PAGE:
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Money Management

Lloyds, Standard Life Aberdeen argue over validity of terminated £109 billion allocation

Lloyds Banking Group and its subsidiary Scottish Widows are "disappointed" by Standard Life Aberdeen's disagreement with a decision to terminate a £109 billion ($150.2 billion) allocation over competition concerns.

The money manager, the result of a merger between Standard Life and Aberdeen Asset Management last year, said in a regulatory filing Tuesday that it "does not consider that LBG, (subsidiary) Scottish Widows or their respective affiliates has the right to terminate" the allocation. Lloyds and Scottish Widows said in February that notices were sent to Standard Life Aberdeen seeking to terminate the arrangements, enabling a review to take place. Arrangements agreed at the time of the Standard Life Aberdeen merger state that any termination is subject to a 12-month notice period before it takes effect, said notices at the time.

In February, Lloyds Banking Group and Scottish Widows — a life insurance, retirement and investment business — said a review of investment management arrangements would be launched. The two gave notice to terminate investment management arrangements with Standard Life Aberdeen related to about £109 billion of wealth and retirement assets run by legacy Aberdeen entities.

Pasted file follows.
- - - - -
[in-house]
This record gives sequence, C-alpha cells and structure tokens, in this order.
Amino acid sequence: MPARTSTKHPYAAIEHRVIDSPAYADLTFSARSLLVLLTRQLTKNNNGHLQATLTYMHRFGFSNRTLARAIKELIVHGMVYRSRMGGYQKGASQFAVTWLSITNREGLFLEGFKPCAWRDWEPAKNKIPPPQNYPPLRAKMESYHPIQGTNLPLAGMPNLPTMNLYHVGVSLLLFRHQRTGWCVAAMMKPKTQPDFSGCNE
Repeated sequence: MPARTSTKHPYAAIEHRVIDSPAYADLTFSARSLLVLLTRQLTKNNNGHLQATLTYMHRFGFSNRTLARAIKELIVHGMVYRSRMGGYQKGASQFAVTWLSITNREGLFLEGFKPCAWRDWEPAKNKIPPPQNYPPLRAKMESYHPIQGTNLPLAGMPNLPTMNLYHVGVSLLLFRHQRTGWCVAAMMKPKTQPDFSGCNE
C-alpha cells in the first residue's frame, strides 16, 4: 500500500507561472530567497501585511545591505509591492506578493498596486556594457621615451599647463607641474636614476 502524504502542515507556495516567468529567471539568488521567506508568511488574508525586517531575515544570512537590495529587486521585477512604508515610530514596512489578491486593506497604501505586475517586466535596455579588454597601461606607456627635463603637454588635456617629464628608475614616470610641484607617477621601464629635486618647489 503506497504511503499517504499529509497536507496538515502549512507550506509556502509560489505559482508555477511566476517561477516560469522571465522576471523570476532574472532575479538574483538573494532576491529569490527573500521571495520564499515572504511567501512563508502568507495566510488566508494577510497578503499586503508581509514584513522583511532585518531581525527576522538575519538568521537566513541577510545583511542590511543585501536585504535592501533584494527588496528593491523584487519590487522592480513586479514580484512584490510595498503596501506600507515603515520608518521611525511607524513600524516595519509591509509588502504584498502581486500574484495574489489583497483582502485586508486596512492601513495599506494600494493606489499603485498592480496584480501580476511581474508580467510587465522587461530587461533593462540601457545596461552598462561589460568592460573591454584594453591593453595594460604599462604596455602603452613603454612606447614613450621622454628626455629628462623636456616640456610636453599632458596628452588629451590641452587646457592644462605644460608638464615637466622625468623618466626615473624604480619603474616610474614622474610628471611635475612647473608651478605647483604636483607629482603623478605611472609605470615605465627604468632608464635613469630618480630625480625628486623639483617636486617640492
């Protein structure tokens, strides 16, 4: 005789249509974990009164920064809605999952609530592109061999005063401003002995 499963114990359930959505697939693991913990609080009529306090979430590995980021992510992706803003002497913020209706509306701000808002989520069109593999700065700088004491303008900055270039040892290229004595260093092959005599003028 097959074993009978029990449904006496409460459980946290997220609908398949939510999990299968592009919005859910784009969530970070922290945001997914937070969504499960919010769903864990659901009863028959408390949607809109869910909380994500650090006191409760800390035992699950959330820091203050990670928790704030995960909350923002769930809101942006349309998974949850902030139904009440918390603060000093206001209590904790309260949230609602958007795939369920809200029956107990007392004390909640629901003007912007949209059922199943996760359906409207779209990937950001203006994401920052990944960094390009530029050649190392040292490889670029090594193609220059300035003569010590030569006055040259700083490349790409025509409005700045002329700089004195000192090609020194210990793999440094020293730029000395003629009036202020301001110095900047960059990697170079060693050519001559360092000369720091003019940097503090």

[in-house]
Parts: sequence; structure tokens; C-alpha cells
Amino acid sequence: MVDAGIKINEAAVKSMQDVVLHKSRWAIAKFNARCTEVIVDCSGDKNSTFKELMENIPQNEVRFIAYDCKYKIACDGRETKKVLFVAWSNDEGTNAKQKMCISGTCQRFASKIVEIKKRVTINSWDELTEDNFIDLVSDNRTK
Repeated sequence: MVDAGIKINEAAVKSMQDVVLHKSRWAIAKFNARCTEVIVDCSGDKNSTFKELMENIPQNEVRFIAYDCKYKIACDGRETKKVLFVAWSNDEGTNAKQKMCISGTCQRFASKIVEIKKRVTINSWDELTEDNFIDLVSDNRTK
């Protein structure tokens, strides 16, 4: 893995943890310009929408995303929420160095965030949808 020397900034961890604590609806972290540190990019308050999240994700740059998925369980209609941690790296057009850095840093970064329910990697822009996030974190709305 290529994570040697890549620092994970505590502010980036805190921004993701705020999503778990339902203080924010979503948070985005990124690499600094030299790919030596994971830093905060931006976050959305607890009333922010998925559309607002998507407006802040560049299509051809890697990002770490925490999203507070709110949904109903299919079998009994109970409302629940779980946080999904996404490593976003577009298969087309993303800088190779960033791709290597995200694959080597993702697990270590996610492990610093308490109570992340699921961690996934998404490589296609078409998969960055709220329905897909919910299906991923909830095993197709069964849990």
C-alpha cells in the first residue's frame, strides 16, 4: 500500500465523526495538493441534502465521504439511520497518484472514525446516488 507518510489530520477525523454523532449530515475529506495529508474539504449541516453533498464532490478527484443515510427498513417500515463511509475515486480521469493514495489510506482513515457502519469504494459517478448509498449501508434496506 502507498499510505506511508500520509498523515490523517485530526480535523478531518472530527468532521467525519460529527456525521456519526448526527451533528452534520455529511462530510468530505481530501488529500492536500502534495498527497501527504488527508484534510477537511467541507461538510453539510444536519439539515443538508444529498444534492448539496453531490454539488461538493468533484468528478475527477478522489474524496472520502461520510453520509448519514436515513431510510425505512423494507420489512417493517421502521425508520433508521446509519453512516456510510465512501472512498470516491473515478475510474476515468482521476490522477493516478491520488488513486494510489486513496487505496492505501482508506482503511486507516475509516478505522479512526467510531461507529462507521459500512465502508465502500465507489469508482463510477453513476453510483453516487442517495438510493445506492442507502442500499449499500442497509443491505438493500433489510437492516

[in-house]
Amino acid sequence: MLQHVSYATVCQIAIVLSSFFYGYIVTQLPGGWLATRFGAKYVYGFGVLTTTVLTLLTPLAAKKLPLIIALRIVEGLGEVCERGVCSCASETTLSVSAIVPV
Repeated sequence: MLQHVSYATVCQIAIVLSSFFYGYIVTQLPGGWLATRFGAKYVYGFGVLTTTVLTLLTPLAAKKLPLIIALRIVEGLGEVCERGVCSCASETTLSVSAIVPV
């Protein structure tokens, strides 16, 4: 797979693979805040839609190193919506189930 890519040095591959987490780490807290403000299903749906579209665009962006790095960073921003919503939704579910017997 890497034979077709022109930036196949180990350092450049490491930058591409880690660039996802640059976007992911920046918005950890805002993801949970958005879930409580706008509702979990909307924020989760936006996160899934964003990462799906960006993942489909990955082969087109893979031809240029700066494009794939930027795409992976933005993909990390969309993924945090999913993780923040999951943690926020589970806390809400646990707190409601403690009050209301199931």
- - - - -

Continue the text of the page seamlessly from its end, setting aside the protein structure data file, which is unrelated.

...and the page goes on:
An announcement at the time by Lloyds and Scottish Widows said the contracts with Aberdeen enabled the termination of arrangements "in the event that Aberdeen was subject to a change of control with a material competitor." The merger between Aberdeen and Standard Life, "which is a material competitor of Scottish Widows" and Lloyds' wealth business, was cited by the firm.

Tuesday's regulatory filing by Standard Life Aberdeen said the firm had informed Lloyds "that it does not agree that, following the merger of Aberdeen Asset Management PLC and Standard Life PLC, SLA was in material competition in the U.K. with LBG and that, therefore, SLA does not consider that LBG, Scottish Widows or their respective affiliates has the right to terminate the" allocations.

"The parties are engaging with each other within the framework of the dispute resolution process envisaged" under the contracts, said the filing.

A statement provided by a Scottish Widows spokesman said: "We note and are disappointed by the comments made by Standard Life Aberdeen, particularly in the light of our position as a major customer. Standard Life Aberdeen is a clear and material competitor of Scottish Widows and Lloyds Banking Group in the U.K. and to suggest otherwise is not credible."

The statement said that, in any event, the contract would have formally ended in March 2022.

"We are confident of our legal position and that our actions are in the best interests of our customers, and we are therefore surprised at the course of action pursued by Standard Life Aberdeen," added the statement.